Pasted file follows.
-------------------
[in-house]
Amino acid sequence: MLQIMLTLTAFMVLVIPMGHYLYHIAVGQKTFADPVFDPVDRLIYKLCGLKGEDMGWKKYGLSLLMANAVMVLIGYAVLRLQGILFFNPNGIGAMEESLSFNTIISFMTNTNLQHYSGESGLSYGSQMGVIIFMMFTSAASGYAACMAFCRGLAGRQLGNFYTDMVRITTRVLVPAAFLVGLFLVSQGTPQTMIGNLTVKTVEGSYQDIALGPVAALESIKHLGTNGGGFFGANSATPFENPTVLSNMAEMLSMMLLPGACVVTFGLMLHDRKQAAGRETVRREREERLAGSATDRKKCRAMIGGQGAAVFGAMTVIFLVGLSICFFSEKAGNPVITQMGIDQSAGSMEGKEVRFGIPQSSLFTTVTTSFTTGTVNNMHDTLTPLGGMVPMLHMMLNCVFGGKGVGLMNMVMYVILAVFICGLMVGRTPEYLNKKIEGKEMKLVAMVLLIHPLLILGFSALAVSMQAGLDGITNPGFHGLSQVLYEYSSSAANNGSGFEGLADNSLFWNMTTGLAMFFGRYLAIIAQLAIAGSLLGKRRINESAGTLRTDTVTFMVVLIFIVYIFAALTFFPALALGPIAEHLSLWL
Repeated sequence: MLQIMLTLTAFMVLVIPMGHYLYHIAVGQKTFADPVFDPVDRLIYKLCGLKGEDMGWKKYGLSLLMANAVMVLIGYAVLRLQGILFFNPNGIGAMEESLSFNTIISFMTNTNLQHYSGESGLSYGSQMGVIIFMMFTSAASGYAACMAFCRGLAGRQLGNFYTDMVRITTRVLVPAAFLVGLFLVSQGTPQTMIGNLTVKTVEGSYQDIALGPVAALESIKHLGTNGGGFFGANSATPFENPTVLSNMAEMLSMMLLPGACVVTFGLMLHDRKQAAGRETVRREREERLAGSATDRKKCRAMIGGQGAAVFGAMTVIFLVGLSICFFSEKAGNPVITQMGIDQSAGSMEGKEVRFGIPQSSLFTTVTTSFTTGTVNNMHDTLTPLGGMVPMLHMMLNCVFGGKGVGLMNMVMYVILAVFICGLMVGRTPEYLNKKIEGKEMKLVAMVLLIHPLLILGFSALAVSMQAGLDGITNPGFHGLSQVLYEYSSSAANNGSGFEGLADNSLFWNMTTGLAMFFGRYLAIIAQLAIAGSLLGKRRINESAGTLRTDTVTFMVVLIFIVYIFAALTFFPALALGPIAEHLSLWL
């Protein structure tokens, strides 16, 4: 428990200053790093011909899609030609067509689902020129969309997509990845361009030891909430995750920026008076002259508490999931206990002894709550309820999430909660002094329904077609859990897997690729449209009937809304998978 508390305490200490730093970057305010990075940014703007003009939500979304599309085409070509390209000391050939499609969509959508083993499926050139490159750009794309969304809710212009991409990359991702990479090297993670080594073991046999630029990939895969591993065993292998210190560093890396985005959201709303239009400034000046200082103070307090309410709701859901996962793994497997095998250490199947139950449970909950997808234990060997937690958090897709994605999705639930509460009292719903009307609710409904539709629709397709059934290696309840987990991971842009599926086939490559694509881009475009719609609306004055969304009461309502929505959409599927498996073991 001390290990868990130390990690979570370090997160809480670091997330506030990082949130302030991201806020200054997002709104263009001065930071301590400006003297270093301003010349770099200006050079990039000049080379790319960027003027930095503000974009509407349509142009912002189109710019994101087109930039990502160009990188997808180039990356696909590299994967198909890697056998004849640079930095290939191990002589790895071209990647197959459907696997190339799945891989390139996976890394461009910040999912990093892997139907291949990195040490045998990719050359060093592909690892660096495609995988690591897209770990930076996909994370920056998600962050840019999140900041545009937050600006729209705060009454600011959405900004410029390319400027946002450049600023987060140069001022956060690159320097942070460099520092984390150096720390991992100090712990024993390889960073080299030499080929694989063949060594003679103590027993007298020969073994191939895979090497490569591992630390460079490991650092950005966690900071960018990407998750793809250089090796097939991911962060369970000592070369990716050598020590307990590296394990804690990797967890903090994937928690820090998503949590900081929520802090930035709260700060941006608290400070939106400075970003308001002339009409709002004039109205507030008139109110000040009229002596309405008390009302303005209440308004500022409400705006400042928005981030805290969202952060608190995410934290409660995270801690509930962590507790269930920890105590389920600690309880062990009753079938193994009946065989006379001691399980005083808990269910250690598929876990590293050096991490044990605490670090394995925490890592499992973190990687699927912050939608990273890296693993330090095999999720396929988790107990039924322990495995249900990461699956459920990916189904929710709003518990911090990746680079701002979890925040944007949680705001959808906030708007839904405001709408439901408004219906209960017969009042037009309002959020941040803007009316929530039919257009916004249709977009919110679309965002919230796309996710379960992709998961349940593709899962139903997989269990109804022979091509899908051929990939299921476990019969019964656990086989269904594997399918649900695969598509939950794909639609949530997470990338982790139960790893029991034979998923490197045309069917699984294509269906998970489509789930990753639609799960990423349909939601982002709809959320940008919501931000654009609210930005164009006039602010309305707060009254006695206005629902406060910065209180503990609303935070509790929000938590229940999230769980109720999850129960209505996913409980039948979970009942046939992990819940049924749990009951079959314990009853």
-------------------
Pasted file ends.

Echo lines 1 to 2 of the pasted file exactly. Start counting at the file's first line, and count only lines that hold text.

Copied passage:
[in-house]
Amino acid sequence: MLQIMLTLTAFMVLVIPMGHYLYHIAVGQKTFADPVFDPVDRLIYKLCGLKGEDMGWKKYGLSLLMANAVMVLIGYAVLRLQGILFFNPNGIGAMEESLSFNTIISFMTNTNLQHYSGESGLSYGSQMGVIIFMMFTSAASGYAACMAFCRGLAGRQLGNFYTDMVRITTRVLVPAAFLVGLFLVSQGTPQTMIGNLTVKTVEGSYQDIALGPVAALESIKHLGTNGGGFFGANSATPFENPTVLSNMAEMLSMMLLPGACVVTFGLMLHDRKQAAGRETVRREREERLAGSATDRKKCRAMIGGQGAAVFGAMTVIFLVGLSICFFSEKAGNPVITQMGIDQSAGSMEGKEVRFGIPQSSLFTTVTTSFTTGTVNNMHDTLTPLGGMVPMLHMMLNCVFGGKGVGLMNMVMYVILAVFICGLMVGRTPEYLNKKIEGKEMKLVAMVLLIHPLLILGFSALAVSMQAGLDGITNPGFHGLSQVLYEYSSSAANNGSGFEGLADNSLFWNMTTGLAMFFGRYLAIIAQLAIAGSLLGKRRINESAGTLRTDTVTFMVVLIFIVYIFAALTFFPALALGPIAEHLSLWL